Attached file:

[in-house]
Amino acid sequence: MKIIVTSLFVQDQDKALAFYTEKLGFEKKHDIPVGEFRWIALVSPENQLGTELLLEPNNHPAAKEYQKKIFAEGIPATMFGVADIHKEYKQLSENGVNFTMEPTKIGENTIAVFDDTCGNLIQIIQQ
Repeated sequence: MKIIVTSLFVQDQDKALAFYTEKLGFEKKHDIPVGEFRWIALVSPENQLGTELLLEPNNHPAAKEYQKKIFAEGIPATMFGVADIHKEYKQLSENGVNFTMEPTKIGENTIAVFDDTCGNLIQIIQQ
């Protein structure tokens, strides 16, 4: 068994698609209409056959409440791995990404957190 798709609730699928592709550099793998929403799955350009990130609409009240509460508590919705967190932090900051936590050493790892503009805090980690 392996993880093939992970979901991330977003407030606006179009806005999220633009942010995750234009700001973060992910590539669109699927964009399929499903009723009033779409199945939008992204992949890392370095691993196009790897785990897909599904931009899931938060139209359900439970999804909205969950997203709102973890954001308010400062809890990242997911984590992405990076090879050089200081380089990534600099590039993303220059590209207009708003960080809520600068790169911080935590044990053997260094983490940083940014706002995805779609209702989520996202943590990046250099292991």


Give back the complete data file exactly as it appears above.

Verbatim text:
[in-house]
Amino acid sequence: MKIIVTSLFVQDQDKALAFYTEKLGFEKKHDIPVGEFRWIALVSPENQLGTELLLEPNNHPAAKEYQKKIFAEGIPATMFGVADIHKEYKQLSENGVNFTMEPTKIGENTIAVFDDTCGNLIQIIQQ
Repeated sequence: MKIIVTSLFVQDQDKALAFYTEKLGFEKKHDIPVGEFRWIALVSPENQLGTELLLEPNNHPAAKEYQKKIFAEGIPATMFGVADIHKEYKQLSENGVNFTMEPTKIGENTIAVFDDTCGNLIQIIQQ
């Protein structure tokens, strides 16, 4: 068994698609209409056959409440791995990404957190 798709609730699928592709550099793998929403799955350009990130609409009240509460508590919705967190932090900051936590050493790892503009805090980690 392996993880093939992970979901991330977003407030606006179009806005999220633009942010995750234009700001973060992910590539669109699927964009399929499903009723009033779409199945939008992204992949890392370095691993196009790897785990897909599904931009899931938060139209359900439970999804909205969950997203709102973890954001308010400062809890990242997911984590992405990076090879050089200081380089990534600099590039993303220059590209207009708003960080809520600068790169911080935590044990053997260094983490940083940014706002995805779609209702989520996202943590990046250099292991």